"The Bill is unbalanced and would unfairly impact upon many thousands of Queensland businesses that treat their workers fairly.
"Within industry, businesses provide a huge array of different services to other businesses, and often labour is involved to a greater or lesser extent. The Bill would lead to the disruption of countless business-to-business services, and expose businesses, their owners and managers, to significant risks and added costs. The coverage definitions in the Bill go far beyond any reasonable notion of 'labour hire'.
"Under the provisions in the Bill, harsh civil and criminal penalties would be imposed on businesses, owners and managers, including imprisonment for up to three years. The penalties would apply to those who provide 'labour hire services' without a licence and those which use an unlicensed service provider.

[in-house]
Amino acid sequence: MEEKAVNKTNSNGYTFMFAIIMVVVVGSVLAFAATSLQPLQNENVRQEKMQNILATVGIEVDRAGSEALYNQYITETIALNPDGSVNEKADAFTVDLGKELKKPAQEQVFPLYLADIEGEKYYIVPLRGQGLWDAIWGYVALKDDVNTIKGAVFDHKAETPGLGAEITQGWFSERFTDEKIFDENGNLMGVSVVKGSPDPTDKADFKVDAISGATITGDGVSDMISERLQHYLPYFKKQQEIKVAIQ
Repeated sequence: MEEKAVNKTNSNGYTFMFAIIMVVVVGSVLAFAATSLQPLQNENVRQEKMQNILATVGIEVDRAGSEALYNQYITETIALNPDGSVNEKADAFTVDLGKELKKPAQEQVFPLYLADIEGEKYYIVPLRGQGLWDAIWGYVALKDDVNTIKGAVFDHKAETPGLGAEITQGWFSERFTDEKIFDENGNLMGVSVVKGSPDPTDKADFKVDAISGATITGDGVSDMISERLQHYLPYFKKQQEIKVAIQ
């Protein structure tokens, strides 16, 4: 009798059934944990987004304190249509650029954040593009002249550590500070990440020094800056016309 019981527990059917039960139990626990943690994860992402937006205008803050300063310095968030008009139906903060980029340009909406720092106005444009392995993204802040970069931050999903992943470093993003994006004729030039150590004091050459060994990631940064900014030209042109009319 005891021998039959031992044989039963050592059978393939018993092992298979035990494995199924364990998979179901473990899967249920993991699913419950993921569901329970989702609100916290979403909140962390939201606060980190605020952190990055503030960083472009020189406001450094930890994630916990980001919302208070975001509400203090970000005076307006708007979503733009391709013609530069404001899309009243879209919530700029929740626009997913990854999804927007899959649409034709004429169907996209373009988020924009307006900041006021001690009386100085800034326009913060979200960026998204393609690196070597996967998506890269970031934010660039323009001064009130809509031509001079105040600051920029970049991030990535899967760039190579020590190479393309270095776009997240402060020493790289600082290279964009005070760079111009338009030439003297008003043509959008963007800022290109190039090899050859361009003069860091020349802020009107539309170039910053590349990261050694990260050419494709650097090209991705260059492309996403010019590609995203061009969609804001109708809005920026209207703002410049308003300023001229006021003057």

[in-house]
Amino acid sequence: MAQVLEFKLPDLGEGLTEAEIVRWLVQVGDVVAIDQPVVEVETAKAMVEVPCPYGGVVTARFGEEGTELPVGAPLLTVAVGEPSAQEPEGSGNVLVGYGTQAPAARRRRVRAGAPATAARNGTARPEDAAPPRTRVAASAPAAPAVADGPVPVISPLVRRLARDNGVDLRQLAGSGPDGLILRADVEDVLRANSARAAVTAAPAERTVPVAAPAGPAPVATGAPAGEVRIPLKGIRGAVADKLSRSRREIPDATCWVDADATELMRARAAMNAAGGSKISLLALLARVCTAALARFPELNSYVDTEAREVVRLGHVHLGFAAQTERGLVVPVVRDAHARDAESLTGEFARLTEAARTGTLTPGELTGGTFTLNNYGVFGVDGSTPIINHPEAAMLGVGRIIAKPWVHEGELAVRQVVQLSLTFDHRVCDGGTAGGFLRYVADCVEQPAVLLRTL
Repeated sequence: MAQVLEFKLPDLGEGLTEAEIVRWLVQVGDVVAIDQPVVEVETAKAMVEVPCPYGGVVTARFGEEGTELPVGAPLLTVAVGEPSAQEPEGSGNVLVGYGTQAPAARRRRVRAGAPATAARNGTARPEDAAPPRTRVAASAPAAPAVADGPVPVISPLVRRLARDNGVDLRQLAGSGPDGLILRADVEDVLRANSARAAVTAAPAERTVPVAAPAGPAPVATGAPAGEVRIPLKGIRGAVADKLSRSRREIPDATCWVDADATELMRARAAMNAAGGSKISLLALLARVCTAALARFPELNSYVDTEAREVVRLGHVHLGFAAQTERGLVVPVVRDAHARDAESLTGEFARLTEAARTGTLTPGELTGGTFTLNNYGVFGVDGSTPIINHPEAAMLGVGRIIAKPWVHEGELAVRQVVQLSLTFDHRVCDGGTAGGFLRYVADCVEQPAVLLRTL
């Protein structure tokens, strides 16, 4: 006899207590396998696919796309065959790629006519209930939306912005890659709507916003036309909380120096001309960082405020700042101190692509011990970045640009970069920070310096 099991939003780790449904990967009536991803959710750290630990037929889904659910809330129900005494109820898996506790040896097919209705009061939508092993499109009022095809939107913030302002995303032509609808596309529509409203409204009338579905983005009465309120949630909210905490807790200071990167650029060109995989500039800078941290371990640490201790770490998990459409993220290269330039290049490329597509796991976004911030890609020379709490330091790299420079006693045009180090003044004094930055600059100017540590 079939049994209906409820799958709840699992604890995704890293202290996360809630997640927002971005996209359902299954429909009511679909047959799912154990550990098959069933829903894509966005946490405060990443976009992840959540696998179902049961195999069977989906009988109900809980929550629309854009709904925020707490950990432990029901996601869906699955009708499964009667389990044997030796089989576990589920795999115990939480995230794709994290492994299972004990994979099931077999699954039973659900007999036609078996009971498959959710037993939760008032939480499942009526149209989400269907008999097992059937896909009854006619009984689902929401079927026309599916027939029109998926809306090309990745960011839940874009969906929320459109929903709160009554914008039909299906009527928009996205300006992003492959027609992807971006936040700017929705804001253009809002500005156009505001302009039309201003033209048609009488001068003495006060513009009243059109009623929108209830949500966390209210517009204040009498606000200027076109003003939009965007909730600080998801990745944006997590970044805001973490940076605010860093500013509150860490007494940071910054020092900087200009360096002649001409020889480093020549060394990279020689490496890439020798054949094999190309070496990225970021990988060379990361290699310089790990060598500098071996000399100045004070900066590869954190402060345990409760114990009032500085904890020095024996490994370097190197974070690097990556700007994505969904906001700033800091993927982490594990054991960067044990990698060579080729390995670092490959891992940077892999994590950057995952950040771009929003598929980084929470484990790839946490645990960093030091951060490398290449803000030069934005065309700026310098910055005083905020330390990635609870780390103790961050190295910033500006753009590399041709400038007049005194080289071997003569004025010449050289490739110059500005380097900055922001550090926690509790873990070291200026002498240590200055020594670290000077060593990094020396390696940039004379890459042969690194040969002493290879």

"The vast majority of labour hire companies are reputable in their employment practices and comply with relevant laws and regulations. Tough laws and penalties are already in place within the Fair Work Act 2009 (Cth) to deal with employers who break the law, and the Fair Work Ombudsman is a well resourced and effective regulator.
"The Bill would have a negative impact an employment, training, and business confidence; all of which have a direct impact on the Queensland economy. The Bill needs to be abandoned," Mr Willox said.
Ai Group submission to inquiry into the Labour Hire Licensing Bill 2017 (QLD)
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